New Delhi- Prime Minister Narendra Modi will on Sunday inaugurate the new Parliament building, equipped with state-of-the-art technology, amid a boycott by several Opposition parties which insist that President Droupadi Murmu as head of the state should do the honours.
On Friday, Modi said the new Parliament building will make every Indian proud and shared a video of the new complex.
With carpets from Mirzapur in Uttar Pradesh, bamboo flooring from Tripura and stone carvings from Rajasthan, the new Parliament building reflects India’s diverse culture.
‘Sengol’, a historical sceptre from Tamil Nadu which was received by first Prime Minister Jawaharlal Nehru to represent transfer of power from the British and was kept in a museum in Allahabad, will be installed in the new Parliament building.
It will be placed near the chair of Lok Sabha Speaker in the House chamber.
But amid a boycott by 20 opposition parties of the inauguration ceremony, the Sengol too was dragged into the political row.
Congress leader Jairam Ramesh on Friday claimed there was no documented evidence of Lord Mountbatten, C Rajagopalachari and Nehru describing the Sengol as a symbol of transfer of power by the British to India.
The Congress’ stand on the Sengol evoked a strong reaction from Home Minister Amit Shah who said the party needs to “reflect” on its behaviour as he denounced its claim that there was no evidence of the Sengol being a symbol of transfer of power by the British to India in 1947.
To mark the event, the government will issue a commemorative Rs 75 coin. According to a gazette notification by Department of Economic Affairs under the finance ministry, the weight of this coin could be 34.65-35.35 gram.
One side of the coin will bear the image of Lion Capital of Ashoka Pillar in the centre flanked by the word ‘Bharat’ in Devnagri script and ‘INDIA’ in English, it said. Rupee symbol ‘?’ and denominational value ‘75’ in international numeral will also be inscribed below the Lion Capital.
The other side of the coin shall bear the image of Parliament Complex, and the year ‘2023’ in international numeral below the image.
The new Parliament building, constructed by Tata Projects Ltd, will have a grand constitution hall to showcase India’s democratic heritage, a lounge for MPs, a library, multiple committee rooms, dining areas and ample parking space.
The triangular-shaped four-storey building has a built-up area of 64,500 square metre.
The building has three main gates—Gyan Dwar, Shakti Dwar and Karma Dwar.
It will have separate entrances for VIPs, MPs, and visitors.
The material used for the new building has been acquired from various parts of the country.
The teakwood used in the building was sourced from Nagpur in Maharashtra, while the red and white sandstone was procured from Sarmathura in Rajasthan. The sandstone for the Red Fort and Humayun’s Tomb in the national capital was also known to have sourced from Sarmathura.
The Kesharia green stone has been procured from Udaipur, the red granite from Lakha near Ajmer and the white marble has been sourced from Ambaji in Rajasthan.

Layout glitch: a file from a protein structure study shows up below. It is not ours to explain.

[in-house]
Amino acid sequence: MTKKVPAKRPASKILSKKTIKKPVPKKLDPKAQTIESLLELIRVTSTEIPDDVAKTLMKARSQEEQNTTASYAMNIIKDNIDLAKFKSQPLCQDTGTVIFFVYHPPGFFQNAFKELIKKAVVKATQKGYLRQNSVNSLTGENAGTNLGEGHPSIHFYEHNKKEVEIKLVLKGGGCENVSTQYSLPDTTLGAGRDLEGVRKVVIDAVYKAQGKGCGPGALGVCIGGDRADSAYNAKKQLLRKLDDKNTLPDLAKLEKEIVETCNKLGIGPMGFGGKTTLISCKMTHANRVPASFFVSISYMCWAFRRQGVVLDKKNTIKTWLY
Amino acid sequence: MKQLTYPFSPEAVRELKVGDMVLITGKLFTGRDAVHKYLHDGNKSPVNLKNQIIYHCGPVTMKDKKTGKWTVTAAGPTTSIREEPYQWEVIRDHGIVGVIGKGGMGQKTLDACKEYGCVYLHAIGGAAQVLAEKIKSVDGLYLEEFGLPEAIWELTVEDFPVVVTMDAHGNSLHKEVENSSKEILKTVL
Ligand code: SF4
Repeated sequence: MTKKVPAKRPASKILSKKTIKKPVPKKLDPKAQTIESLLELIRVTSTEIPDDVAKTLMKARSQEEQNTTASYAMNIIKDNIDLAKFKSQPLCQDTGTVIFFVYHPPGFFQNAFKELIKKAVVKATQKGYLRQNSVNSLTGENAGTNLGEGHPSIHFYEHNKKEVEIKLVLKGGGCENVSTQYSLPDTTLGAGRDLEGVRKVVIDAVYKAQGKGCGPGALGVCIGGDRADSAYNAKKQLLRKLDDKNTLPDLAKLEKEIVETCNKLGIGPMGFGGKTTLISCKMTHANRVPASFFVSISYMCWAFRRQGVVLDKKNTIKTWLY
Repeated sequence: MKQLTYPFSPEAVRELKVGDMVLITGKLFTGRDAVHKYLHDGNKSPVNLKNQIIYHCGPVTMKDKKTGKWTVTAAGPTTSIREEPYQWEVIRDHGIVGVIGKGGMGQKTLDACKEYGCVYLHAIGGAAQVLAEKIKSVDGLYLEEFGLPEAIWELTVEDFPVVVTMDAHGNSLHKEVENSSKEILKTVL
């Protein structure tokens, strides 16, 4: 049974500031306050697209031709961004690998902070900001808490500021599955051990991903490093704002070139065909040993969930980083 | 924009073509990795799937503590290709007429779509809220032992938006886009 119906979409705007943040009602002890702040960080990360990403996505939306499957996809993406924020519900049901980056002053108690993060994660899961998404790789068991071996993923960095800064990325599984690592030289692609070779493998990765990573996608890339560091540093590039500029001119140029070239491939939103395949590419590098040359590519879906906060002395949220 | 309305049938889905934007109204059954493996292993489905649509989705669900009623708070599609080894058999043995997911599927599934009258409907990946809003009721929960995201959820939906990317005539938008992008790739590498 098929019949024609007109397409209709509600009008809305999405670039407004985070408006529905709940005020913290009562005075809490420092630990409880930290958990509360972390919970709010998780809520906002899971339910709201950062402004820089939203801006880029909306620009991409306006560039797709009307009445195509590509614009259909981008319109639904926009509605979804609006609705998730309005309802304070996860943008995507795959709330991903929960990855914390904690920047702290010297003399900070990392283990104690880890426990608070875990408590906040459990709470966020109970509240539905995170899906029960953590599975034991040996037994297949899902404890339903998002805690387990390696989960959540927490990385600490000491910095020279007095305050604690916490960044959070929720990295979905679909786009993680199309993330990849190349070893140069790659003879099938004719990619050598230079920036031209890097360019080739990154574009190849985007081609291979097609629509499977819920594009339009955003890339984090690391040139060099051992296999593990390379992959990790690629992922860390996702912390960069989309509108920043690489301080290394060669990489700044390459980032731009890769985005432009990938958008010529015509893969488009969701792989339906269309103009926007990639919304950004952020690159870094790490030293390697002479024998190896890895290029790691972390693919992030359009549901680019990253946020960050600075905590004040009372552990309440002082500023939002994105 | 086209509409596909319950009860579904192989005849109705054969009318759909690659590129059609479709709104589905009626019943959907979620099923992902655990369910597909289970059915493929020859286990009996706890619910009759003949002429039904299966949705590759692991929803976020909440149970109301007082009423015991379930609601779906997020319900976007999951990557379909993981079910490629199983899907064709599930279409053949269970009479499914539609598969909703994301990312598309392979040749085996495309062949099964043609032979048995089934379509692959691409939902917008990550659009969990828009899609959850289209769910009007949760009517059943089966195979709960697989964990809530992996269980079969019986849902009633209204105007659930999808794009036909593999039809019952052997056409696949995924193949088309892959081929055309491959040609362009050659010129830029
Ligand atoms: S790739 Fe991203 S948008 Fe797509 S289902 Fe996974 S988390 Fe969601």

“In a way, the entire country came together to construct the temple of democracy, thus reflecting the true spirit of Ek Bharat Shreshtha Bharat,” an official said.
The steel structure for the false ceilings in the Lok Sabha and the Rajya Sabha chambers have been sourced from the union territory of Daman and Diu, while the furniture in the new building was crafted in Mumbai.
The stone ‘jaali’ (lattice) works dotting the building were sourced from Rajnagar in Rajasthan and Noida in Uttar Pradesh.
The materials for the Ashoka Emblem were sourced from Aurangabad in Maharashtra and Jaipur in Rajasthan, while the Ashok Chakra donning the massive walls of the Lok Sabha and the Rajya Sabha chambers and the exteriors of the parliament building were procured from Indore in Madhya Pradesh.
The new parliament building used manufactured sand or M-sand from Charkhi Dadri in Haryana for creating concrete mix for the construction activities.
M-Sand is considered environment friendly as it is manufactured by crushing large hard stones or granite and not by dredging of river beds.
The fly ash bricks used in the construction were sourced from Haryana and Uttar Pradesh, while brass works and pre-cast trenches were from Ahmedabad in Gujarat.
The new Parliament building can comfortably seat 888 members in the Lok Sabha chamber and 300 in the Rajya Sabha chamber.
In case of a joint sitting of both the Houses, a total of 1,280 members can be accommodated in the Lok Sabha chamber.
The prime minister had laid the foundation stone of the new parliament building on December 10, 2020.
The present Parliament building was completed in 1927, and is now 96 years old.
Over the years, the old building was found to be inadequate for present day requirements.
Lok Sabha and Rajya Sabha had passed resolutions urging the government to construct a new building for Parliament.
The existing building served as independent India’s first Parliament and witnessed the adoption of the Constitution.
Originally called the Council House, the building housed the Imperial Legislative Council. The Parliament building witnessed the addition of two floors in 1956 to address the demand for more space.
In 2006, the Parliament Museum was added to showcase the 2,500 years of rich democratic heritage of India.
Officials said the present building was never designed to accommodate a bicameral legislature and the seating arrangements were cramped and cumbersome, with no desks beyond the second row.
The Central Hall has seating capacity only for 440 people and the need for more space was acutely felt during joint sittings of both the houses.
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